All the Times ‘South Park’ spilled into real life

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By Webdesk

Matt Stone and Trey Parker silly little cartoon about kids who never get older and the glorification of Christmas turds has had quite an influence on the world in general. Not only did South Park unleashed the shock animation renaissance, but media outlets far and wide found themselves increasingly commenting on every other episode’s latest controversy.

South Park influenced the law

In the second-season episode, “Chef’s Aid”, Chef Alanis sues Morissette for alleged plagiarism. Johnnie Cochran appears as Morissette’s attorney and uses the “Chewbacca Defense,” which goes like this:

Since its debut, the Chewbacca Defense has been used to describe any attempt by a criminal defense attorney to confuse a trial jury rather than go against the prosecutor. It is also used in reference to political commentary because no one likes to talk nonsense like a politician. In 2022, a prosecutor made headlines during a federal tax fraud case for supposedly using the Chewbacca defense through bring it up to prove that the defense attorney was actually full of bullshit.

‘South Park’ led to Brian Boitano’s cooking show

Boatano went from Olympic figure skating champion to semi-recurring superhero character South Park. Must be fun. He also gets a big shoutout in it South Park: bigger, longer and uncut musical number, “What Would Brian Boitano Do?”

In 2009, the Food network decided to capitalize on Boitano’s cartoon fame by having him host a cooking show with the devious name, What Would Brian Boitano Make? The show enjoyed two seasons where Boitano came up with recipes for his on-screen friends.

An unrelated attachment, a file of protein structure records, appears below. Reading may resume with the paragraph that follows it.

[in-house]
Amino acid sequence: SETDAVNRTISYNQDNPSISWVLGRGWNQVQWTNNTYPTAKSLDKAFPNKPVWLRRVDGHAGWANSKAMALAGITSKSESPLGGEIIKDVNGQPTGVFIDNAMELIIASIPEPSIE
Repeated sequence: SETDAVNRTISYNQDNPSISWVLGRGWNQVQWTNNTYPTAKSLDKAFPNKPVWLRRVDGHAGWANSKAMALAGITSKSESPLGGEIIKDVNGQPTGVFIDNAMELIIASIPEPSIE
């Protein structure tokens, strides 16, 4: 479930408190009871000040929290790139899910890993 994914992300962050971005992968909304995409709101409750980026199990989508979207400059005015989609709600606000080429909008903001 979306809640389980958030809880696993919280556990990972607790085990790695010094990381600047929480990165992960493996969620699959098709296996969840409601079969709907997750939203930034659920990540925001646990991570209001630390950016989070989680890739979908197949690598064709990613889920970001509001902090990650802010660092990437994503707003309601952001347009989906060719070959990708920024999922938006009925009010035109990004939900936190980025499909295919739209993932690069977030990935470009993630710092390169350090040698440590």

‘South Park’ has inspired college courses

Back in 2008, Brooklyn college became the first registered institution to teach a course in television and radio studies South Park and the theory of political correctness. Others have followed with similar courses, and many universities to have published articles discuss different aspects of the performance.

‘South Park’ provided cover for the Coinye cryptocurrency

In 2014, a script-based cryptocurrency was mentioned Coinye West was released, shamelessly drawing on the likeness of Kanye West. When the rapper fell into disgrace South Park character sent a cease and desist order to the developers, they responded by removing “West” from the title and to report that it wasn’t based on Kanye, but rather a “half-human, half-fish hybrid.”

‘South Park’ spawned real Cheesy Poofs

Yes, Cartman’s favorite cheese-flavored snack went from fictional to real. Mentioned in South Parks very first episode and sporadically throughout the first two seasons, Cheesy Poofs disappeared for a while, but made a comeback in season 10 when Cartman poured a box on the road to thwart Kyle during a tricycle chase scene. More important, though, is the time when Cartman did a commercial dressed up as one of his favorite chips.

Comedy central released for the first time a limited edition of the cheesy chips in 1998 through their website, all packaged in the box as seen on the show. Meanwhile, in 2011, she formed a team with Frito-Lay to celebrate the show’s 15th season and bring Cheesy Poofs to Walmarts across the country.

‘South Park’ got the creators of ‘Game of Thrones’ to shake things up

Hey, remember when South Park did that one Game of Thrones episodes? Here’s a quick refresher:

Parker and Stone denounced everything from the HBO show’s slow pace, repetitive sequences, and even the iconic intro theme of use a version of it with “wiener” dubbed over the melody. Yet it was the mockery of characters who always walked around in a garden and made plans Game of Thrones creators the hardest. In the season four DVD commentary they say revealed that the episode about the boys being hanged Play stations And Xboxes convinced them to stop all those leisurely strolls through manicured gardens while characters plot a murder.

‘South Park’ has become a genetic marvel

In 2002, a scientist at the University of Strasbourg discovers a gene that causes fruit flies to die just two days after contracting a specific bacteria. She appropriately named the gene hold1 in honor of the little man who died at the end of just as many episodes.

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